If you’re dealing with an itchy, red rash that just won’t go away, you are likely suffering from a type of dermatitis. Dermatitis is a common skin problem that affects people of all genders, ages, and even ethnicities. Dermatitis is a skin inflammation that various factors, including allergies, irritants, and infections, can cause. Some forms of the condition require ongoing care and management and can be chronic, despite many mild cases, and can be managed with over-the-counter treatments.
There are different types of dermatitis, in which these types differ from each other in terms of causes, symptoms, and treatment. If you’re curious about dermatitis and how you can have it, dermatitis is divided into 10 types:
Also called lichen simplex chronicus, Neurodermatitis is a skin condition that’s non-life threatening and involves scratching and itching, often on just one or two patches of skin. The itch is most commonly found on body parts such as legs, hands, arms, shoulders, back of the neck or scalp, wrists, elbows, and ankles. Additionally, the itch can also be found in the genital and anal areas.
Research shows that people between the ages of 30 to 50 years old are more likely to have Neurodermatitis. Moreover, at a ratio of 2:1, women are more likely to suffer by having this condition than men. If you or you know someone who is suffering from obsessive-compulsive disorders, anxiety disorders, or families who have histories of other skin diseases, you or this person may have the condition as well. Since the itching can be intense, you might find yourself scratching your skin frequently, or it might come and go. The itching is most active when you’re relaxing or trying to sleep. There are cases when you may wake up rubbing or scratching the affected area.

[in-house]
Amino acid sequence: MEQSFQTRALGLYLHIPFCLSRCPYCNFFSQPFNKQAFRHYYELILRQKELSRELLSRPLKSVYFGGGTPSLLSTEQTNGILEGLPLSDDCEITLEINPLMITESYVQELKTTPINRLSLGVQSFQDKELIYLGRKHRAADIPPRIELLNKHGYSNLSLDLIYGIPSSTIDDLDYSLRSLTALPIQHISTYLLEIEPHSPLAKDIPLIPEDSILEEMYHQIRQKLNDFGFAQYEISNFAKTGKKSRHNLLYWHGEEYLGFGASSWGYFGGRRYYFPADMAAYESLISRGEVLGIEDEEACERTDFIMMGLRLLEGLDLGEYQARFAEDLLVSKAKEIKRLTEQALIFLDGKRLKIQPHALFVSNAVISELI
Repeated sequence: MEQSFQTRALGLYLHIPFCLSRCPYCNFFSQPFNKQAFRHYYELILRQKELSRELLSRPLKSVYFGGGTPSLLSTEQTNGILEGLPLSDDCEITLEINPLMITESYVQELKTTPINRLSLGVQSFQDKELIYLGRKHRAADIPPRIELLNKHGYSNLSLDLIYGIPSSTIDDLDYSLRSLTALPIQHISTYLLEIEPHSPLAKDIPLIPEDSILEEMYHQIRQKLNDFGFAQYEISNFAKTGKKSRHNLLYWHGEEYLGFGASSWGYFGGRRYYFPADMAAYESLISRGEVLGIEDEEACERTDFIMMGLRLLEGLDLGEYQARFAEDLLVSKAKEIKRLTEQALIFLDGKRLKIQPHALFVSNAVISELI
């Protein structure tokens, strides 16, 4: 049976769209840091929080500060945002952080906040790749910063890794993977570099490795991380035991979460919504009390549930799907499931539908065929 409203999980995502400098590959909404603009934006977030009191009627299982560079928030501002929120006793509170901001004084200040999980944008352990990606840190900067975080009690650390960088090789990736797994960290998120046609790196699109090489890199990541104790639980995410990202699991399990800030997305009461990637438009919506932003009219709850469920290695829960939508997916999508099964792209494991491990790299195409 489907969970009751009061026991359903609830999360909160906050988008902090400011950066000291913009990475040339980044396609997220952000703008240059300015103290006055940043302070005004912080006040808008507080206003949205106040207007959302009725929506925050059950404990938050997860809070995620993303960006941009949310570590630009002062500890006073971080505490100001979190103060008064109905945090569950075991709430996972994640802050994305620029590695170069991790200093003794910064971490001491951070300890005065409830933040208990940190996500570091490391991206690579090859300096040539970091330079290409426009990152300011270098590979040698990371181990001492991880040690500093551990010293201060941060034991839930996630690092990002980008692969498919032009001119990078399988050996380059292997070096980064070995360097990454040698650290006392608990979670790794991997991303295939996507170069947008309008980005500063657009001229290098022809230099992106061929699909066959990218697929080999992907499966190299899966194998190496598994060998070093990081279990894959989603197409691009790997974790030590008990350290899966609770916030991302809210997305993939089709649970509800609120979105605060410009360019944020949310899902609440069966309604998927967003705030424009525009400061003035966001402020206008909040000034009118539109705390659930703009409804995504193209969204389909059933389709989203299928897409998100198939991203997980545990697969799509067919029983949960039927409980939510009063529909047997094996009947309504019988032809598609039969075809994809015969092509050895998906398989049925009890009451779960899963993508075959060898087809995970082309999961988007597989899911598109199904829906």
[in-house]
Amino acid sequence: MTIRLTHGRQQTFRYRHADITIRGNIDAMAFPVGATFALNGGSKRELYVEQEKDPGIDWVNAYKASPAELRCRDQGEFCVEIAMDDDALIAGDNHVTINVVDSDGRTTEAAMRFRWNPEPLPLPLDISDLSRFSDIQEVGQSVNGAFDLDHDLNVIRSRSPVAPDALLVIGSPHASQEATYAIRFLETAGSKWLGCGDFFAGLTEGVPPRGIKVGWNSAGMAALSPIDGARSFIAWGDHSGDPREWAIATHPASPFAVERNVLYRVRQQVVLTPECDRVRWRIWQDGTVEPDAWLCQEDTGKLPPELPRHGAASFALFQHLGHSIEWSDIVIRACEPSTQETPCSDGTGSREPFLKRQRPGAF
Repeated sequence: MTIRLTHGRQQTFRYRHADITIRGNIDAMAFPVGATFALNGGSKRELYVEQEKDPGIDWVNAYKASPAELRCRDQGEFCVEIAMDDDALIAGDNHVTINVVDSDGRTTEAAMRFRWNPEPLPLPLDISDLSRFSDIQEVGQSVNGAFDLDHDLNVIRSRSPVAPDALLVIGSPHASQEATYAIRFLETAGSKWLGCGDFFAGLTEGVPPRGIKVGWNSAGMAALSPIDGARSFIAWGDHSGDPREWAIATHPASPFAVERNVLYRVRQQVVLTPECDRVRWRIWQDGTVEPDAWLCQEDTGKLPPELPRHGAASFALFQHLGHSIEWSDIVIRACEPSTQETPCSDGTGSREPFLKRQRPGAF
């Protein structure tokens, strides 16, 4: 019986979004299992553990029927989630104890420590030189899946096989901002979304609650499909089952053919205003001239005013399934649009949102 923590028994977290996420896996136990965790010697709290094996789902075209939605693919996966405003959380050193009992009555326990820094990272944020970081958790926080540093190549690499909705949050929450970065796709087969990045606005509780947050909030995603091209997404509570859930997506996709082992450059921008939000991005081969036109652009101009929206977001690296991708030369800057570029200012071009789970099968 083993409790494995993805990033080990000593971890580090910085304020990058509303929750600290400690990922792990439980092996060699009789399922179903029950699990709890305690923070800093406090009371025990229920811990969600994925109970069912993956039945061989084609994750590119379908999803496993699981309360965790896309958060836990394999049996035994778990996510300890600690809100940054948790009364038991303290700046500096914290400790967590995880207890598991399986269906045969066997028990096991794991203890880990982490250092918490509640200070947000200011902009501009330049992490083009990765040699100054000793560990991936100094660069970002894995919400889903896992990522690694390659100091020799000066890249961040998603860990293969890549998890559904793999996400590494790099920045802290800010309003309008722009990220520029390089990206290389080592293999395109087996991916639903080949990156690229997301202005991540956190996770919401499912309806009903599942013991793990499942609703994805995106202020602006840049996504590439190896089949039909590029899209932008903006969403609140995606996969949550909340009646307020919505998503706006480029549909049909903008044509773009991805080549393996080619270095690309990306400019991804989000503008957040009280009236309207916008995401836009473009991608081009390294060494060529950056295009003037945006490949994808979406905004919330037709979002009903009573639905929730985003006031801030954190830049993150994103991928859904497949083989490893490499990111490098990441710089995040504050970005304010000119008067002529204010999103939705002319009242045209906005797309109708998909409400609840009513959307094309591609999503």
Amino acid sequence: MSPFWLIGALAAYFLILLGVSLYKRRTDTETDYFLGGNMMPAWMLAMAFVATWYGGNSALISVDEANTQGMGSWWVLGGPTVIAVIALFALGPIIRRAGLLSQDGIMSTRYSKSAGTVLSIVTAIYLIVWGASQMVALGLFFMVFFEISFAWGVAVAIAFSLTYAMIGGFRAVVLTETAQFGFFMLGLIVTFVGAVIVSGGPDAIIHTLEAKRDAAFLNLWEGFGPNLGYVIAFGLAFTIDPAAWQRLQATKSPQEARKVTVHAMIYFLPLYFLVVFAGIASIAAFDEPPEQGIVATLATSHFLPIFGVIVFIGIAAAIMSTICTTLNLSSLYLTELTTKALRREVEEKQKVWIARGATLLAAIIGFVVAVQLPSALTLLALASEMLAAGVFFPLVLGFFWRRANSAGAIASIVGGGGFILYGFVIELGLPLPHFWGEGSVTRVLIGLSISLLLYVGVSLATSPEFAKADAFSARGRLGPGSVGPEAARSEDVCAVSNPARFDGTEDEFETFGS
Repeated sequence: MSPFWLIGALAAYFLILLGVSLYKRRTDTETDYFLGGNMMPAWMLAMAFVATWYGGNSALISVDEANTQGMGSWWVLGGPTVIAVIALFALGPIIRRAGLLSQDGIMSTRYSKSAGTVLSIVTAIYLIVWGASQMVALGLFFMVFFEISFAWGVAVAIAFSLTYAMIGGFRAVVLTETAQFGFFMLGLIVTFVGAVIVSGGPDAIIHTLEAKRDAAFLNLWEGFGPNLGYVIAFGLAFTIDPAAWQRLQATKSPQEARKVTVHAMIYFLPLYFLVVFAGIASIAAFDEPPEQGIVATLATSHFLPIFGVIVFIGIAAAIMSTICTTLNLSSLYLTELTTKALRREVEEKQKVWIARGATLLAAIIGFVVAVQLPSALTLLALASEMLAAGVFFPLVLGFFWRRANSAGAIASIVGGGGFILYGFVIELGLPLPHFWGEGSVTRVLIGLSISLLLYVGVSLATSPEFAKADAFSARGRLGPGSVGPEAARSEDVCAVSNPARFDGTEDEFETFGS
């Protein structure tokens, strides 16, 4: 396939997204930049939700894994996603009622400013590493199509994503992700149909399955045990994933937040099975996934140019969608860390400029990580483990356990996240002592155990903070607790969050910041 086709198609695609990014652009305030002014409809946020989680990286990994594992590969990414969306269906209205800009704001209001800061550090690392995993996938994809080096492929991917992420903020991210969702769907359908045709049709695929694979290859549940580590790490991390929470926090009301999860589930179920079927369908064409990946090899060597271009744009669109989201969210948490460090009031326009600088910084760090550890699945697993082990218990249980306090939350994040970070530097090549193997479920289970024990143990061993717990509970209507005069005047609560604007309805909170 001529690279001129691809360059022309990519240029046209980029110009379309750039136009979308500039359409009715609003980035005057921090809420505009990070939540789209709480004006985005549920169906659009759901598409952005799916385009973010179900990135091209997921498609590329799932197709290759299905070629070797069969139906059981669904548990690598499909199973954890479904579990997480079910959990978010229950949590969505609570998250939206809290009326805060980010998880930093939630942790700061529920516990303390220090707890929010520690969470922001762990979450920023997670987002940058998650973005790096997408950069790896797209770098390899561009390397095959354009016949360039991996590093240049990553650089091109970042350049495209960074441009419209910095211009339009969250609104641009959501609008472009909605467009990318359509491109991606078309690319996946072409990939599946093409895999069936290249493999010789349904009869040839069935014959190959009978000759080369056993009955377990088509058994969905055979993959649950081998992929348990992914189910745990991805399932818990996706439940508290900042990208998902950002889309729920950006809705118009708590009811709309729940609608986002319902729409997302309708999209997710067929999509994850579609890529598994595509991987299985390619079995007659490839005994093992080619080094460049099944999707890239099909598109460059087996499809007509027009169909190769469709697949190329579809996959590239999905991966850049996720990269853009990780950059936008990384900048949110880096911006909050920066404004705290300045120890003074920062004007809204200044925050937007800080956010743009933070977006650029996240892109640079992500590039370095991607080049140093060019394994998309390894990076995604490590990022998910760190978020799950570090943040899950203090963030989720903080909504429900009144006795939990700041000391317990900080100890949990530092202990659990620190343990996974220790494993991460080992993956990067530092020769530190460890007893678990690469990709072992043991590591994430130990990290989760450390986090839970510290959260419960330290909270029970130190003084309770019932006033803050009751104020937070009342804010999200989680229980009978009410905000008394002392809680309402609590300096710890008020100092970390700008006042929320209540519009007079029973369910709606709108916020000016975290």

This is also known as Gravitational dermatitis or Varicose eczema. According to researchers, 15 to 20 million people aged 50 from the United States live with this condition. Stasis dermatitis is still common, even though it’s not contagious. This condition begins when the valves inside your lower legs will start to be weak as you continue to age. The job of the one-way valves is to push blood up the legs directly to the heart.
When these valves become vulnerable, some fluid can stay in the legs or leak out; this will cause them to swell. As a result, you may have a medical condition called venous insufficiency. Statis is the pooling of fluid from venous insufficiency. Aside from the developing venous insufficiency that increases when you age, the condition can also occur when you have a blood clot in your leg or after a bad leg injury. Statis dermatitis develops on the skin due to poor blood flow, even if not everyone with venous insufficiency will develop Stasis dermatitis.
If you have circular, raised skin spots, you may suffer from Nummular Dermatitis. The word “Nummular” comes from the Latin word “coin” because the patches are coin-shaped. The lesions are often itchy, and the condition is chronic. Over an extended period, patches can last for weeks to months, and episodes or flare-ups can happen frequently.
While Nummular dermatitis can affect anyone, it’s still more common among men or people who are assigned as males at birth. Specifically, this condition tends to occur in men between 50 to 65 years old and women between 15 to 25 years old. If you have this condition, this is triggered by the use of drying soaps, extremely dry skin or dry environments, frequent showering with hot water, and allergies.
Diaper dermatitis pertains to any rash that forms in your baby’s diaper area. The skin may be tender or red in mild cases. Moreover, a more severe diaper rash may have open sores that can be extremely painful. Within three to four days, mild cases clear up with home treatment, while more severe cases will need medical treatment. In young infants, diaper rashes are the most common skin condition.
Your baby may have Diaper dermatitis through yeast infection, food allergies, chafing or rubbing in the diaper area, and too much moisture in your baby’s diaper area. Your baby may also have slightly reddened skin around their buttocks in mild cases. While in more severe cases, the rash may involve sores and open blisters.
This is a chronic condition in which your skin gets dry and scaly due to itching. This may affect your entire life or can only occur during childhood. Atopic dermatitis looks like red rashes for people with light-colored skin. People with darker skin may develop purple, brown, or gray rashes. This condition affects people assigned to females at birth (AFAB) and people assigned to males at birth (AMAB).